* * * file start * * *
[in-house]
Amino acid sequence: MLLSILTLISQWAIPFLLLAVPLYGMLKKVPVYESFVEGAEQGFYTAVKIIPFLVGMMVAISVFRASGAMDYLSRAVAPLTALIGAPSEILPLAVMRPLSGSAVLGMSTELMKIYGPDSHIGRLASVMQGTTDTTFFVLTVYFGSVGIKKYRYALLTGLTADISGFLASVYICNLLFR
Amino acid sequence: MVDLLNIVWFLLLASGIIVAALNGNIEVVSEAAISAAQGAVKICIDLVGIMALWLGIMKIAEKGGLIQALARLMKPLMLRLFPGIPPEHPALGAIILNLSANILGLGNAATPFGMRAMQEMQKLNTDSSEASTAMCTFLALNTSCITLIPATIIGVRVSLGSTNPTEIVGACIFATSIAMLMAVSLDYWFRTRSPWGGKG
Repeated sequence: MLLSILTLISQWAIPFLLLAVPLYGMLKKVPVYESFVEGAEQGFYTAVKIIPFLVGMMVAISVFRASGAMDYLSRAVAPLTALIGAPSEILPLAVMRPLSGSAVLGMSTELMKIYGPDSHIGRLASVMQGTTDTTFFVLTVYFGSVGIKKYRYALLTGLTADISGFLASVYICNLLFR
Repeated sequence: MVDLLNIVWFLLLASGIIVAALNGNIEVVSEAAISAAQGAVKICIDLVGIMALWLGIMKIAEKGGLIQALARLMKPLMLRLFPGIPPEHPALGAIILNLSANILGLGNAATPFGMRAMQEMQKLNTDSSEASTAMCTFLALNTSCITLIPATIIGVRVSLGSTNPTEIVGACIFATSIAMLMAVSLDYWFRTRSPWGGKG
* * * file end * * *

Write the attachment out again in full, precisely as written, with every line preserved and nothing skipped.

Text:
[in-house]
Amino acid sequence: MLLSILTLISQWAIPFLLLAVPLYGMLKKVPVYESFVEGAEQGFYTAVKIIPFLVGMMVAISVFRASGAMDYLSRAVAPLTALIGAPSEILPLAVMRPLSGSAVLGMSTELMKIYGPDSHIGRLASVMQGTTDTTFFVLTVYFGSVGIKKYRYALLTGLTADISGFLASVYICNLLFR
Amino acid sequence: MVDLLNIVWFLLLASGIIVAALNGNIEVVSEAAISAAQGAVKICIDLVGIMALWLGIMKIAEKGGLIQALARLMKPLMLRLFPGIPPEHPALGAIILNLSANILGLGNAATPFGMRAMQEMQKLNTDSSEASTAMCTFLALNTSCITLIPATIIGVRVSLGSTNPTEIVGACIFATSIAMLMAVSLDYWFRTRSPWGGKG
Repeated sequence: MLLSILTLISQWAIPFLLLAVPLYGMLKKVPVYESFVEGAEQGFYTAVKIIPFLVGMMVAISVFRASGAMDYLSRAVAPLTALIGAPSEILPLAVMRPLSGSAVLGMSTELMKIYGPDSHIGRLASVMQGTTDTTFFVLTVYFGSVGIKKYRYALLTGLTADISGFLASVYICNLLFR
Repeated sequence: MVDLLNIVWFLLLASGIIVAALNGNIEVVSEAAISAAQGAVKICIDLVGIMALWLGIMKIAEKGGLIQALARLMKPLMLRLFPGIPPEHPALGAIILNLSANILGLGNAATPFGMRAMQEMQKLNTDSSEASTAMCTFLALNTSCITLIPATIIGVRVSLGSTNPTEIVGACIFATSIAMLMAVSLDYWFRTRSPWGGKG